Another year, another double-digit loss campaign. Since reaching Super Bowl XXXVII, the Raiders have had seven such seasons in a row, but there's a renewed sense of optimism in Oakland for several reasons.
Tom Cable assumed the head coaching duties in the middle of the 2008 season following the messy divorce between Al Davis and Lane Kiffin. Cable was retained for the 2009 season, but legal issues, a 5-11 record, and Davis' penchant for coaching changes led many to believe that Cable would be replaced by a more experienced coach during the offseason. However, Davis noted the Raiders' improvement towards the end of last season and recognized that Cable had earned the respect of the players. As a result, the Raiders will have a coach entering his third season for the first time since Jon Gruden in 2000.
While the head coach will remain the same in 2010, the starting quarterback will not. JaMarcus Russell was supposed to help restore the Raider glory of years past, but his time in Oakland came and went after just three seasons. Russell struggled with his fitness and preparation and never really gained the respect of his teammates. The Raiders had to decide to either pay Russell a $6.45 million roster bonus or cut him. When they acquired Jason Campbell on draft day from the Redskins, it was clear what the decision would be. Campbell didn't experience abundant success in Washington and he doesn't have a rocket arm; however, his quarterback rating has increased each of the last three seasons. At the very least, he'll be a better leader than his predecessor.
The Raiders will also enter the 2010 season with a new "quarterback" on defense, middle linebacker Rolando McClain. Kirk Morrison had been a stalwart in the middle for the past five seasons, but the Raiders weren't overly enthused with his run defense. The middle linebacker in the team's defensive scheme typically makes the most tackles, so a tackling machine like McClain should have no trouble fitting in. College linebackers have often adjusted quickly to the professional game over the last few seasons, so the Raiders will be expecting McClain to step in and make plays from Day One.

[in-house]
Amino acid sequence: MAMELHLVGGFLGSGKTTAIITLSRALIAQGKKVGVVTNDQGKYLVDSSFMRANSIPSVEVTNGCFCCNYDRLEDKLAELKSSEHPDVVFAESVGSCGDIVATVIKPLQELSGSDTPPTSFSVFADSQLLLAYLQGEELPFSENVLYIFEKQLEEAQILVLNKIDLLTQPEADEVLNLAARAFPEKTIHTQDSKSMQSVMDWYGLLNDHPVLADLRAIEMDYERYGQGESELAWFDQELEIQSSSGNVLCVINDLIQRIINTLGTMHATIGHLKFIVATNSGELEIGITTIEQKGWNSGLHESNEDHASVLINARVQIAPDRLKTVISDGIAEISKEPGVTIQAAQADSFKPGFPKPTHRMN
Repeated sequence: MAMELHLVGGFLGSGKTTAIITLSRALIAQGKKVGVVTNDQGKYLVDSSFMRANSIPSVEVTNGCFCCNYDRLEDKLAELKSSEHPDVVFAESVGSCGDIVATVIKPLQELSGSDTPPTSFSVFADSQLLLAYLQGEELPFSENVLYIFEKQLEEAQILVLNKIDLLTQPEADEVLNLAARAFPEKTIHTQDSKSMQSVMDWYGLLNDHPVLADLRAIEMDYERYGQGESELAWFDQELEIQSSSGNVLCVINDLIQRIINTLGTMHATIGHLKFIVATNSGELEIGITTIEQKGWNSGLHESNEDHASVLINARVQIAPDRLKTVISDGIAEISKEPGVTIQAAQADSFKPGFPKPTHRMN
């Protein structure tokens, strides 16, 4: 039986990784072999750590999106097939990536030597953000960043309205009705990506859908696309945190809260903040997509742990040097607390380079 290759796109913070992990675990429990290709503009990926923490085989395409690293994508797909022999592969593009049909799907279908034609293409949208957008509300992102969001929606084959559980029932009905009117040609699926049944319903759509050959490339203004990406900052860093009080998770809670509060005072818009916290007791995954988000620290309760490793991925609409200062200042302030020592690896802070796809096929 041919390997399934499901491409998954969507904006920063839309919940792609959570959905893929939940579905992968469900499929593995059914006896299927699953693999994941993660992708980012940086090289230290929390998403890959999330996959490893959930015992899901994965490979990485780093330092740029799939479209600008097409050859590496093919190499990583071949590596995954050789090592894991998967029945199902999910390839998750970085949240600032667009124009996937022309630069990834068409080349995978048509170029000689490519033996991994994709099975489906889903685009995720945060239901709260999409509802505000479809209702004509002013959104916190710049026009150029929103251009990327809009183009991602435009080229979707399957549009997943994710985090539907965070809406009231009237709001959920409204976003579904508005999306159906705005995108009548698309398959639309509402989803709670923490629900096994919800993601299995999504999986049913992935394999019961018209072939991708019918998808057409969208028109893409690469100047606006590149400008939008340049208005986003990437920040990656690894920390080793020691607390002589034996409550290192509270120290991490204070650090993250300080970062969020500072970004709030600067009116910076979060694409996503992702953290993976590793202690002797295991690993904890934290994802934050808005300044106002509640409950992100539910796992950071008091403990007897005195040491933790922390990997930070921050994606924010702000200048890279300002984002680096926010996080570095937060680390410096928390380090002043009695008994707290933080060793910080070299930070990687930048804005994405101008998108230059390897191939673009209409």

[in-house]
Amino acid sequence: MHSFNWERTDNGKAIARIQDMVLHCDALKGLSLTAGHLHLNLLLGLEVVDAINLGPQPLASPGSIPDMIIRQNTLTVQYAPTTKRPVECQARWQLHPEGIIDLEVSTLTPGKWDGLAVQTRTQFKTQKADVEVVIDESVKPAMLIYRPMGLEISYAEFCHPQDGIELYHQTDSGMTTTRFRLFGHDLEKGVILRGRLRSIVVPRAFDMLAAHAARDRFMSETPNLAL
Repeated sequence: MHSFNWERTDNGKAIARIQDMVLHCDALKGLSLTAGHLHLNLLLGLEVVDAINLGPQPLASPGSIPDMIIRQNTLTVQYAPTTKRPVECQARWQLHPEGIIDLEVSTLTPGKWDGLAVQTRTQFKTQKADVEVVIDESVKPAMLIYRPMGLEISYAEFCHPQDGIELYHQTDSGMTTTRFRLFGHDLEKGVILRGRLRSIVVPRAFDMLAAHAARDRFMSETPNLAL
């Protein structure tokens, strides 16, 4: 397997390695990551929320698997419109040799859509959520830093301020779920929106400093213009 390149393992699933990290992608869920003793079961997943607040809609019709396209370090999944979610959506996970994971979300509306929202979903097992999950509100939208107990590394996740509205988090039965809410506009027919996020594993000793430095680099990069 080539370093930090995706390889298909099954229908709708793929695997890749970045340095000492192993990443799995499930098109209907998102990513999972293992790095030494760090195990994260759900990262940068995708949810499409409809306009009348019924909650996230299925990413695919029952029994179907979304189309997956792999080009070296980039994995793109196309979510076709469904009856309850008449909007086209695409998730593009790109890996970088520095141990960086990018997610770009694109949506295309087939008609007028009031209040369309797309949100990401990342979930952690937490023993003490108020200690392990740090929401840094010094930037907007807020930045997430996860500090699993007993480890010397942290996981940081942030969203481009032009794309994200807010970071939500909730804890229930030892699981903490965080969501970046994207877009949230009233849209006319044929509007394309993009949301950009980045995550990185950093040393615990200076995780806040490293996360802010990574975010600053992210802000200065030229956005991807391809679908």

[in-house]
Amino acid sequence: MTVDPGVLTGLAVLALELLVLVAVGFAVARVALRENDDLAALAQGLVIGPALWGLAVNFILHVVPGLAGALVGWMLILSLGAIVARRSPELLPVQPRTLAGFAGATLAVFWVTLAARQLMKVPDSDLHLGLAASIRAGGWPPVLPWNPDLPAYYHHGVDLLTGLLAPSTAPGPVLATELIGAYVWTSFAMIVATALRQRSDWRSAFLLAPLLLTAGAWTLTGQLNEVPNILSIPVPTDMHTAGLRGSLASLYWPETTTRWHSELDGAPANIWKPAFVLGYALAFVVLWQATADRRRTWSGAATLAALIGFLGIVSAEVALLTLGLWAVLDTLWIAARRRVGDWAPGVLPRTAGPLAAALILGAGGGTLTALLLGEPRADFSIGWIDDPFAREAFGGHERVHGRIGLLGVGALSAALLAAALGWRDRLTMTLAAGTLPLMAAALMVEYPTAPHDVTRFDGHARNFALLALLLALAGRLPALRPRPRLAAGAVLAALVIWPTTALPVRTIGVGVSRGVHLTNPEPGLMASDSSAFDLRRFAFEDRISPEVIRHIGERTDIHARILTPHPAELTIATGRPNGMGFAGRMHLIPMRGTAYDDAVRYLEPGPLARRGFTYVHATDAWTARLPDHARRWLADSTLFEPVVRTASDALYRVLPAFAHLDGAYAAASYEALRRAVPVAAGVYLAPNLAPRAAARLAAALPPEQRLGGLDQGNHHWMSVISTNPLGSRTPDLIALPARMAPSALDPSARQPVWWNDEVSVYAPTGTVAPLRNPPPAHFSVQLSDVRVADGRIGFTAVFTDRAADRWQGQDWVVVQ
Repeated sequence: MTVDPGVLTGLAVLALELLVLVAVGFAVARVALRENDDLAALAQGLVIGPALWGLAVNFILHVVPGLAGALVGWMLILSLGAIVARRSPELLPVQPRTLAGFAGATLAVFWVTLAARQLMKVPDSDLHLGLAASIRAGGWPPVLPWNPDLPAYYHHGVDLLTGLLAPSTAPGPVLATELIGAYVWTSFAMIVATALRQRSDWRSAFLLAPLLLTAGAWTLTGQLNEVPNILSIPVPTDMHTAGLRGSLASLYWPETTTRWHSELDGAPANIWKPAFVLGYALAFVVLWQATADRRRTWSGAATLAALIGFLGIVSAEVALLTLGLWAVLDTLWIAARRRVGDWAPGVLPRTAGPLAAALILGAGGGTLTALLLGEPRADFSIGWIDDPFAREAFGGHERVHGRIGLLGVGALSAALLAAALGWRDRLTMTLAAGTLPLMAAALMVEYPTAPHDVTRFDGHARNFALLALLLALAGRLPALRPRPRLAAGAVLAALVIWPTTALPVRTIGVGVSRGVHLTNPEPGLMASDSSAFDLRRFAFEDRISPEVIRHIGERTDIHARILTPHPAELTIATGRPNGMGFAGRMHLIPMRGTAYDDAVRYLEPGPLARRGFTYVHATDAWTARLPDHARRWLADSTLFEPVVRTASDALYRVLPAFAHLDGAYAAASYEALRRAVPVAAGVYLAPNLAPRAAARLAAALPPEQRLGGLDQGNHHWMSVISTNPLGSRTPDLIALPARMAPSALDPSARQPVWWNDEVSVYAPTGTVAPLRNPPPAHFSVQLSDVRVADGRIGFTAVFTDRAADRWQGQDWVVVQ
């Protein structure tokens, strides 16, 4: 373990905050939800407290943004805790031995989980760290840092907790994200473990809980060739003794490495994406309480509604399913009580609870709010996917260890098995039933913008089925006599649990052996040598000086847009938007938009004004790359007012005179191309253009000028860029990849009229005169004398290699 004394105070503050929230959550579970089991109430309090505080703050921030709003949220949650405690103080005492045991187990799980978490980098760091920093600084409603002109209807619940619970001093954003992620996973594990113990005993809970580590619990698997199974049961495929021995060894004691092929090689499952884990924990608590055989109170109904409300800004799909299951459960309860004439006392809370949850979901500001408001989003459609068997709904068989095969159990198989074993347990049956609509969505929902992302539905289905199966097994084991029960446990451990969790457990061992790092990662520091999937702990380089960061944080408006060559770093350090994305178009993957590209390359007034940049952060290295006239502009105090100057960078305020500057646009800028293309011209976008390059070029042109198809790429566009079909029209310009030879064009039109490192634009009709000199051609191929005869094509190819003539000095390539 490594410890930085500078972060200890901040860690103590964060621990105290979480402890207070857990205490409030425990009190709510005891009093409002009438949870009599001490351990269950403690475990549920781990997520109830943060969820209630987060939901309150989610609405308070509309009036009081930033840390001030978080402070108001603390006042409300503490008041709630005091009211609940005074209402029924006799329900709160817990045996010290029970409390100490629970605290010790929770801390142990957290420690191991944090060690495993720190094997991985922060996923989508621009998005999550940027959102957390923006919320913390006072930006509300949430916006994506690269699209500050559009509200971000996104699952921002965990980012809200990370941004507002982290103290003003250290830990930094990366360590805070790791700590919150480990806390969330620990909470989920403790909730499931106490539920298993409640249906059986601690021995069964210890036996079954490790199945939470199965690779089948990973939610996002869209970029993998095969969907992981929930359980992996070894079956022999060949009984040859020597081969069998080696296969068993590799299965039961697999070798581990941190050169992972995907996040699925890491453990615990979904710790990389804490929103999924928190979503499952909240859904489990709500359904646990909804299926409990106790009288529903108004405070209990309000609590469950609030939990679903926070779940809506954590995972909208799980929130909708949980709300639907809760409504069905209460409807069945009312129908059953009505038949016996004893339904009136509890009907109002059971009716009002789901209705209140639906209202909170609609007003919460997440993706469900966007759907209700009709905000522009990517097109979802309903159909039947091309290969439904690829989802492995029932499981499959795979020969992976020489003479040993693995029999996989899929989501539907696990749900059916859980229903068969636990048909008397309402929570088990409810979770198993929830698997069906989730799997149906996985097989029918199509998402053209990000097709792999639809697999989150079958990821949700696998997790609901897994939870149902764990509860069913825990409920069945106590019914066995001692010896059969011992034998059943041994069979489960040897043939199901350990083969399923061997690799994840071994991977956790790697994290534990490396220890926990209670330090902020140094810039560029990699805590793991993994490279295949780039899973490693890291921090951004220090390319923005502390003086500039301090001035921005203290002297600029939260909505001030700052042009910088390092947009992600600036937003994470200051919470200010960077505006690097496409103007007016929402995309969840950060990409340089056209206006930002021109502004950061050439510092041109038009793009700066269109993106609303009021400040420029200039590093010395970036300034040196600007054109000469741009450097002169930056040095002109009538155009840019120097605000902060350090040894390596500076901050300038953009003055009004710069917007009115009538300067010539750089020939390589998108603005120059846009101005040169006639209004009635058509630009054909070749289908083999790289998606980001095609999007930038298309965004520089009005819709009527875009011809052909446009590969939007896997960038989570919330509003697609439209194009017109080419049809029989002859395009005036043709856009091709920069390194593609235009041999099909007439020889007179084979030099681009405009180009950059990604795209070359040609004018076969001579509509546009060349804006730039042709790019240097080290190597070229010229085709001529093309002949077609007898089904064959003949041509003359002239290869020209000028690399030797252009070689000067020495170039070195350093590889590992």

The AFC West figures to be wide open in 2010 after the Chargers lost several key players during the offseason, so the Raiders feel they'll have a chance to compete for the division title. They'll need big improvements from their offensive skill players, but former first-round picks Darren McFadden and Darrius Heyward-Bey have the talent to succeed if they can stay healthy and disciplined. With new leadership on offense and defense and a head coach who has grown with his team, the Raiders are finally working their way back to
2010 Draft Round, Overall, Player
1. (8) Rolando McClain, LB, Alabama - Will step right into starting middle linebacker role.
2. (44) Lamarr Houston, DT, Texas - Pass-rushing specialist should see action on passing downs.
3. (69) Jared Veldheer, OT, Hillsdale - Has size and athleticism to play left tackle at the professional level.
4. (106) Bruce Campbell, OT, Maryland - Workout warrior will likely shift to guard to take advantage of his speed.
4. (108) Jacoby Ford, WR, Clemson - Could help in return game but will likely be no better than fourth receiver.
5. (138) Walter McFadden, CB, Auburn - Will have a shot to earn nickel or dime role.
6. (190) Travis Goethel, LB, Arizona St. - Will provide depth at linebacker and should see action on special teams.
7. (215) Jeremy Ware, CB, Michigan St. - Will battle for reserve defensive back spot.
7. (251) Stevie Brown, S, Michigan - Started at safety in 2008 and linebacker in '09; a good special teams candidate.
Jason Campbell, QB (Redskins) - Will take over as the Raiders' starting quarterback.
Kamerion Wimbley, LB (Browns) - Pass rusher will start on strong side.
Rock Cartwright, RB (Redskins) - Will serve as third running back and could help out in return game.